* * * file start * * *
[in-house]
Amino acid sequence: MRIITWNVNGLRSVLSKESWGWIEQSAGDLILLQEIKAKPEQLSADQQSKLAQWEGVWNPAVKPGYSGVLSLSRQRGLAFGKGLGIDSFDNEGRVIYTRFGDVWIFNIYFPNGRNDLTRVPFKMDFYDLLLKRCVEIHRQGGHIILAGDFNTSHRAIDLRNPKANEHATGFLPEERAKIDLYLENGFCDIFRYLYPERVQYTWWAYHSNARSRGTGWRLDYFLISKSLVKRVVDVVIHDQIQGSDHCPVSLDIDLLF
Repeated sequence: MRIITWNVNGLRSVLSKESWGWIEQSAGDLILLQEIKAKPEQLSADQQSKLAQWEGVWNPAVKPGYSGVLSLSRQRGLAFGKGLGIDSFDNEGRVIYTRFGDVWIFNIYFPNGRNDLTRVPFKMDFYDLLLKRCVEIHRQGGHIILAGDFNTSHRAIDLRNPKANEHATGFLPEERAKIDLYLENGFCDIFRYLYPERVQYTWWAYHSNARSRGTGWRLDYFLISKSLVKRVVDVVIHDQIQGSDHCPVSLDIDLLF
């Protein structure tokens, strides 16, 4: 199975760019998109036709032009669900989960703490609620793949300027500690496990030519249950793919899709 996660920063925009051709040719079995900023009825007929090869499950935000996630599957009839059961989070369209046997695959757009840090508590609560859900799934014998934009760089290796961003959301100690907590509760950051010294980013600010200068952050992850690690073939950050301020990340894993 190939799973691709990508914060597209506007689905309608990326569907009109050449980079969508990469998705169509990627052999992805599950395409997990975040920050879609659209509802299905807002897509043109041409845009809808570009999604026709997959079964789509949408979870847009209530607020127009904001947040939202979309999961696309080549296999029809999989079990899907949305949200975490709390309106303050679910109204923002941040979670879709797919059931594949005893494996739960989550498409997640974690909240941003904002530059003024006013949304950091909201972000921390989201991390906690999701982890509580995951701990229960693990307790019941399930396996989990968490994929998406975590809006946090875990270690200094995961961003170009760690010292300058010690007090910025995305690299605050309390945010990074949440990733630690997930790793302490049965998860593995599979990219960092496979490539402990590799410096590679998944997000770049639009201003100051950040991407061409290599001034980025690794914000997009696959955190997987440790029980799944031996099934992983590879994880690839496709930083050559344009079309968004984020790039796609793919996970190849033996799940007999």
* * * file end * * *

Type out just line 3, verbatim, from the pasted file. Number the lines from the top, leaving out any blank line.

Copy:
Repeated sequence: MRIITWNVNGLRSVLSKESWGWIEQSAGDLILLQEIKAKPEQLSADQQSKLAQWEGVWNPAVKPGYSGVLSLSRQRGLAFGKGLGIDSFDNEGRVIYTRFGDVWIFNIYFPNGRNDLTRVPFKMDFYDLLLKRCVEIHRQGGHIILAGDFNTSHRAIDLRNPKANEHATGFLPEERAKIDLYLENGFCDIFRYLYPERVQYTWWAYHSNARSRGTGWRLDYFLISKSLVKRVVDVVIHDQIQGSDHCPVSLDIDLLF